Stefan Sagmeister: The Happy Show
Institute of Contemporary Art
University of Pennsylvania
118 South 36th St., Philadelphia, PA
Through August 12
While Stefan Sagmeister is known as a graphic designer, his work often subverts the boundary between design and art. For his first museum exhibition in the United States, Sagmeister will present a vision of his journey to find happiness, taking over the second-floor galleries and Ramp in addition to interstices throughout the museum. The narrative of the exhibition is structured using personal maxims as expressed through typographic investigations. Alongside these maxims appears social data from psychologists, anthropologists, and historians, contextualizing Sagmeister’s experience within the larger factors of age, gender, race, and economics. “I am usually rather bored with definitions,” Sagmeister explains. “Happiness, however, is just such a big subject that it might be worth a try to pin it down.”
Olympia Kazi has resigned as executive director of the Van Alen Institute one year and a day since the opening of Van Alen Books, possibly her most visible contribution to the 100-year-old organization known for its engagement with pressing urban issues through competitions, exhibitions, research, and public programs.
EVOL: Repeat Offender
Jonathan LeVine Gallery
529 West 20th Street, 9th floor
Through May 5
While his artwork might be hanging on the walls of a gallery in Chelsea, Berlin-based street artist Evol adds a distinct element of urban grit to his used-cardboard and spray-paint stencil works now on display as part of his Repeat Offender exhibition. The incredibly detailed views capture the abandonment of low-income German neighborhoods, using the texture of the cardboard base to enhance the paintings’ architectural qualities. “Clean surfaces don’t speak to me, so recording these marks is a process of visually remembering the charm of a place that will soon be painted over,” Evol said in a statement. Besides his cardboard paintings, Evol is also showing paintings on metal and photographs on his 2009 installation from a slaughterhouse in Dresden, Germany.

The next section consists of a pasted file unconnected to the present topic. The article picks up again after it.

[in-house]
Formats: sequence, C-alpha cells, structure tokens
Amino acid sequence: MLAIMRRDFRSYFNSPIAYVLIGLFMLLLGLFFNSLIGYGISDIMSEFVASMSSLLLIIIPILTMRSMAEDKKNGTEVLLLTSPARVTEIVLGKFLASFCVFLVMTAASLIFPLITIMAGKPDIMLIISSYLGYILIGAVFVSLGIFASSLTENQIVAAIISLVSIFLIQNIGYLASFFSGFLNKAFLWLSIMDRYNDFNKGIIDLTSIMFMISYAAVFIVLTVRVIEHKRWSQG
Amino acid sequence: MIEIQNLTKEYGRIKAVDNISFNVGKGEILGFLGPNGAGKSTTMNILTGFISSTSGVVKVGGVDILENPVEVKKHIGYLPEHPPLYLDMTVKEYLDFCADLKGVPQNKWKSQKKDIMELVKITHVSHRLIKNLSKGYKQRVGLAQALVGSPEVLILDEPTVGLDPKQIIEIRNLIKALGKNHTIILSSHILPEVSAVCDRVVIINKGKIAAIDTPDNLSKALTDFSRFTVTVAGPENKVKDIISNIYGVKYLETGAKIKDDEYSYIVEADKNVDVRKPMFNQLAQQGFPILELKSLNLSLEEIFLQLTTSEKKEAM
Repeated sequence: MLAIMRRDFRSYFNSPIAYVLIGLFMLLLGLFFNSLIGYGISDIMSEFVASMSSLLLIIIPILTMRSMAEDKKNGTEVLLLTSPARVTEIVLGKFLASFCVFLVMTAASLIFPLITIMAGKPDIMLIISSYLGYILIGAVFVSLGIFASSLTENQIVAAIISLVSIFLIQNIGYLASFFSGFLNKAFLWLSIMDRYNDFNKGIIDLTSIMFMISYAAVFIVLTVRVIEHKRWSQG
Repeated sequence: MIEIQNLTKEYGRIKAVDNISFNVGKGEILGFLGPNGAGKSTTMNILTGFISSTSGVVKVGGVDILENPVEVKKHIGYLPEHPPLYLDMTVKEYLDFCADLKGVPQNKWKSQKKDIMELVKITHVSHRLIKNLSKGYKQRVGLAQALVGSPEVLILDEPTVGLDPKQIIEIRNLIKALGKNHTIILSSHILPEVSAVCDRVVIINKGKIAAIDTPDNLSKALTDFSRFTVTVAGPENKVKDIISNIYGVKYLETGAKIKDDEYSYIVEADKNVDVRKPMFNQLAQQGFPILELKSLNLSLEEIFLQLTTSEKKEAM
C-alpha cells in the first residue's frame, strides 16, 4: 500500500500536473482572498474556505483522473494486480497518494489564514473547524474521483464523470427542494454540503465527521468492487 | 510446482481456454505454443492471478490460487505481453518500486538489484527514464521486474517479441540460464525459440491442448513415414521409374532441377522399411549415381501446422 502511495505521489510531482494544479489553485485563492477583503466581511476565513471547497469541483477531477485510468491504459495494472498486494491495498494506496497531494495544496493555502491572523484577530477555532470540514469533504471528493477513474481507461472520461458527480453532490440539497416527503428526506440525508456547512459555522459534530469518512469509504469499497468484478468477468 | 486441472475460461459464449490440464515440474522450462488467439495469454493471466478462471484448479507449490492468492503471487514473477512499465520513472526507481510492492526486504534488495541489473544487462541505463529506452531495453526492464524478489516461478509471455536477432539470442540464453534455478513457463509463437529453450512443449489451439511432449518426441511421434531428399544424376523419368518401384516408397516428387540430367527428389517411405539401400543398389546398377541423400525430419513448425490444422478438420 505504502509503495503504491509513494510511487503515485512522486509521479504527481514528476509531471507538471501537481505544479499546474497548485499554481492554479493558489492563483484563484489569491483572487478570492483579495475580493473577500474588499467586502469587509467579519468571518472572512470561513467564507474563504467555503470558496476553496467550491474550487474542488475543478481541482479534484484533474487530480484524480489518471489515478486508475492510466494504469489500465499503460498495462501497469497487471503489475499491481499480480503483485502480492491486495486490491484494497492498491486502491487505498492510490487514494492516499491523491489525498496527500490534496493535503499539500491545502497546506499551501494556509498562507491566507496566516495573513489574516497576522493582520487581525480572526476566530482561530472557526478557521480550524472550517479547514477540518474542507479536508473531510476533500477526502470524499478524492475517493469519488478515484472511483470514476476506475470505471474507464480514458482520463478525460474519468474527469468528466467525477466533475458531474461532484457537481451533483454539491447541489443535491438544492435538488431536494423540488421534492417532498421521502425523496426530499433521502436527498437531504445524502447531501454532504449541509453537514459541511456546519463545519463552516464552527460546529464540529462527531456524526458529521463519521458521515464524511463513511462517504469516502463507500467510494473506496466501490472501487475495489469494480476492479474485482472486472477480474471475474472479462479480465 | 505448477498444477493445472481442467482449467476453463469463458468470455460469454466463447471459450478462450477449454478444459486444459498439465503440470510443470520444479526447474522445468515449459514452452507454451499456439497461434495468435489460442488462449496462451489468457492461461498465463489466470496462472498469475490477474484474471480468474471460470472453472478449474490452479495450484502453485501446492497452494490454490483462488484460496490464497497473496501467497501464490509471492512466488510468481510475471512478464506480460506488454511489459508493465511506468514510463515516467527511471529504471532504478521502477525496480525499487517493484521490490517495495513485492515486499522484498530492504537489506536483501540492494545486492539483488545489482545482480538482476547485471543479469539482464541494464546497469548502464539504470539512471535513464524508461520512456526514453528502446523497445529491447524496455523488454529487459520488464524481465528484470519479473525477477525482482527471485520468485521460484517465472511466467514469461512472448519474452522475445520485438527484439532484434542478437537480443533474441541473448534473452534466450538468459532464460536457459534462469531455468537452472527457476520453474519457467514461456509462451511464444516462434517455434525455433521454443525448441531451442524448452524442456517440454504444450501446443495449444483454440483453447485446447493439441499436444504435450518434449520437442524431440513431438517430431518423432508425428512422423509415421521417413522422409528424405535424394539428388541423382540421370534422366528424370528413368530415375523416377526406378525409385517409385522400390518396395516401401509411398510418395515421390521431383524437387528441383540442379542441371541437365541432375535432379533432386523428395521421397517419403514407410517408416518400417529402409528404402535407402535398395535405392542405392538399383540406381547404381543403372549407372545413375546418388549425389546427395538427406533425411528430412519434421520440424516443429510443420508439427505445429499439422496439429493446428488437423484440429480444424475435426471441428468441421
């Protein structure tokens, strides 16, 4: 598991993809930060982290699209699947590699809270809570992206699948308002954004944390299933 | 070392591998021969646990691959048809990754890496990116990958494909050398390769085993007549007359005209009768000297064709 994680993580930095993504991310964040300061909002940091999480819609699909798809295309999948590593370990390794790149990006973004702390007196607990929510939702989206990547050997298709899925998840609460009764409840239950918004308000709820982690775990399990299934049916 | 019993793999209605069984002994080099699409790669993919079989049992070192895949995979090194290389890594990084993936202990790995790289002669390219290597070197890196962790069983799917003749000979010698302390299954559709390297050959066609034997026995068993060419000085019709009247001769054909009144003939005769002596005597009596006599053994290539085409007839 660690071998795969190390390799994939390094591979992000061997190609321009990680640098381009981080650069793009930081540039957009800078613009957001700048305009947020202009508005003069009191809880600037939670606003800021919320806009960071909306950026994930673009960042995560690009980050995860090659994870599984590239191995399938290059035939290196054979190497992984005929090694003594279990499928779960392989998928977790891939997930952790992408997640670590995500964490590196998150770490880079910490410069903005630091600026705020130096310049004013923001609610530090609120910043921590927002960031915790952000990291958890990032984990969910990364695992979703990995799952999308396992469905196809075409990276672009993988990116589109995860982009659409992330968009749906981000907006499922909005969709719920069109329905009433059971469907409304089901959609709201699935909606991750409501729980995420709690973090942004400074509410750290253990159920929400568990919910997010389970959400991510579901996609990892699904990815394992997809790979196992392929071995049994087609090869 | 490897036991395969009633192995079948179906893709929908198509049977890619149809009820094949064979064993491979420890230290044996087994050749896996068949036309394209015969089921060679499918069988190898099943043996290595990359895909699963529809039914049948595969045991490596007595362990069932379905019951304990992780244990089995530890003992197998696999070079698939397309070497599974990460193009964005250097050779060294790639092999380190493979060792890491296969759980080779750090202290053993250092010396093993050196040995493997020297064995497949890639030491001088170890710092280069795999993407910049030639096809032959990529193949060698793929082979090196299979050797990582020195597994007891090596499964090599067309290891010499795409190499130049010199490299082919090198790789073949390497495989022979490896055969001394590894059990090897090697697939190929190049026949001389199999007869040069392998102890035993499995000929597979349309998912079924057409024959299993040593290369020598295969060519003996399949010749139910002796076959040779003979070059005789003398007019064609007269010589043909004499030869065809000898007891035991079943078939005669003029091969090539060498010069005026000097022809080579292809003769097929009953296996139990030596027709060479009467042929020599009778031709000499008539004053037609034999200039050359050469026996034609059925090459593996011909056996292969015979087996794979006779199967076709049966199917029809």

Brooklyn-based architecture practice Bureau V unleashed a spectacular design for the Original Music Workshop, a new non-profit arts organization which will open in 2013 with a wide range of musical programming, from classical to jazz to experimental sound. Located in the heart of Williamsburg, Brooklyn, the performance center was designed in collaboration with engineering gurus Arup and features state of the art acoustical technologies.
It wasn’t a usual trip to the World Trade Center site today as AN segued over to the river to get a glimpse of the Space Shuttle Enterprise’s flyover. We caught the shuttle on its second loop at 10:55 on the dot. The pristine prototype shuttle skimmed south over New Jersey on its way round the Statue of Liberty. In all, a very uplifting day when combined with news that the One World Trade will likely surpass the Empire State Building as the city’s tallest building by this Monday. Come summer the shuttle will make a barge trip up the river to its new home at the Intrepid Museum. No news yet on speculation that new building across the street from the museum might house the shuttle.
Newly Drawn: Emerging Finnish Architects
The Center for Architecture
536 LaGuardia Place
Through April 30
A shift is occurring in Finnish architecture as a new generation of firms is emboldened by a unique competition culture that allows anonymous submissions from young and established architects alike. Helsinki is undergoing a major process of renewal with the transformation of former industrial and harbor areas to new uses; as such, large-scale commissions are available to otherwise inexperienced practices with new approaches to the city, such as Kilden Performing Arts Center by ALA Architects (above) and Kuokkala Church by Lassila Hirvilammi (below).